NGOs concerned over regressing human rights

Source: FMT News

Reporting a decline in freedoms such as freedom of expression and religion, Comango urges government to honour its commitment to the UN’s recommendations. Pic taken from FMT News.

Reporting a decline in freedoms such as freedom of expression and religion, Comango urges government to honour its commitment to the UN’s recommendations. Pic taken from FMT News.

PETALING JAYA: The Coalition of Malaysian NGOs (Comango) is concerned with the regression of human rights in the nation.

At a press conference on its midterm Universal Periodic Review (UPR) process report, the group, made up of 54 NGOs, revealed its assessment of 60 measurable recommendations out of the 113 recommendations accepted by Malaysia in 2014.

The UPR report details United Nations member state’s performance in relation to the implementation of human rights recommendations it has accepted based on recommendations of other countries.

In its midterm report, Comango revealed that only 20% of the 60 recommendations had been fully implemented, while 57% of the recommendations have seen a regressing situation.

Areas which have seen a regression are freedom of expression, freedom of assembly and association, freedom of religion, elections and migrant workers among others. Read more

Azmi Sharom: University students risk expulsion over vague law protecting ‘parliamentary democracy’

Source: The Malay Mail Online

Lawyers and law experts slam usage of 124 B Penal Code amendments as being unconstitutional. Pic taken from FMT News.

Lawyers and law experts slam usage of 124 B Penal Code amendments as being unconstitutional. Pic taken from FMT News, associated with the next article.

KUALA LUMPUR, May 20 — Undergraduates can be expelled from universities if they are charged with a law that vaguely outlaws activities harmful to parliamentary democracy, senior law lecturer Azmi Sharom said today.

Azmi highlighted the problem of the new criminal offence introduced in 2012 as Section 124B of the Penal Code, with the vague and undefined phrase of “parliamentary democracy” making it impossible to know what would amount to a threat against it.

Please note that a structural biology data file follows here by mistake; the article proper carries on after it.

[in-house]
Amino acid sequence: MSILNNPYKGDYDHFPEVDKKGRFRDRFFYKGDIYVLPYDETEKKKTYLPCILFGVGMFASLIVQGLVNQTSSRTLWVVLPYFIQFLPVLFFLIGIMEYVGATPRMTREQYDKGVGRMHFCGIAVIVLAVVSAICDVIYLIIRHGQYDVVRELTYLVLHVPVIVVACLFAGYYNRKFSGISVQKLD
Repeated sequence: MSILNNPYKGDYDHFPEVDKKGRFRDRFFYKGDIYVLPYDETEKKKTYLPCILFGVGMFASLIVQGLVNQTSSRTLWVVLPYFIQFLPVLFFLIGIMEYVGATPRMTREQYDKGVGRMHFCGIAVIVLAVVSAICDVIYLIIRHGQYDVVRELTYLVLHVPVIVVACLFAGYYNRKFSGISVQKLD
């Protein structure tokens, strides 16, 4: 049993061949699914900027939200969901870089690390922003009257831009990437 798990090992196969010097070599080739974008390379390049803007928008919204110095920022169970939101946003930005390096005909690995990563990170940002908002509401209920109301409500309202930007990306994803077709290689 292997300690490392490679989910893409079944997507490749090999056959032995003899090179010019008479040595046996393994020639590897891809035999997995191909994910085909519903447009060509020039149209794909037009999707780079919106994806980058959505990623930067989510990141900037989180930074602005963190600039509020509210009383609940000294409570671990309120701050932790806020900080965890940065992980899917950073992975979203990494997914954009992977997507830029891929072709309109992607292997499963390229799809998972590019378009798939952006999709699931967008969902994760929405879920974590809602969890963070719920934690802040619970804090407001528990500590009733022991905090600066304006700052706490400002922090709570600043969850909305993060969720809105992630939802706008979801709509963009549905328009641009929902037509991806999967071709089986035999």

“Where students are concerned, if they are charged, they can have disciplinary action taken against them, that is (in) the Universities and University Colleges Act, so you don’t have to be found guilty to be expelled from your institution, you can merely be charged,” the associate professor at Universiti Malaya’s (UM) law faculty said at the Bar Council’s forum “Section 124 of the Penal Code and Parliamentary Democracy” here. Read more

Nur Jazlan: Travel ban for national security

Source: The Malay Mail Online

Sakib noted that it is a privilege to be able to have a Malaysian passport rather than a right. — AFP pic

Nur Jazlan now says travel restrictions can be imposed on grounds of national security. — AFP pic

KUALA LUMPUR, May 20 — Travel restrictions can be imposed on grounds of national security, Deputy Home Minister Datuk Nur Jazlan Mohamed said today after the Malaysian Bar criticised arbitrary overseas travel bans.

Nur Jazlan also denied reports that the ban was aimed at government critics, claiming that it only affected Malaysians who violated the Federal Constitution.

“This policy has been implemented for a long time, not just recently. But the criteria will change from time to time.

“Not for people who criticise the government. Opposition said that. Only for people who commit offence (sic) against the Constitution, for example sedition, religion, race, and threat to national peace and harmony and national security,” he said in a statement.

Malaysian Bar president Steven Thiru said yesterday the government’s claimed power to arbitrarily restrict the travels of any Malaysian is a “myth”, noting that travel bans can only be enforced in limited scenarios like bankruptcies and tax defaults.

The Star recently reported the Immigration Department as saying that it enforced a ruling a few months ago to bar those who insult the government from travelling abroad for three years. Read more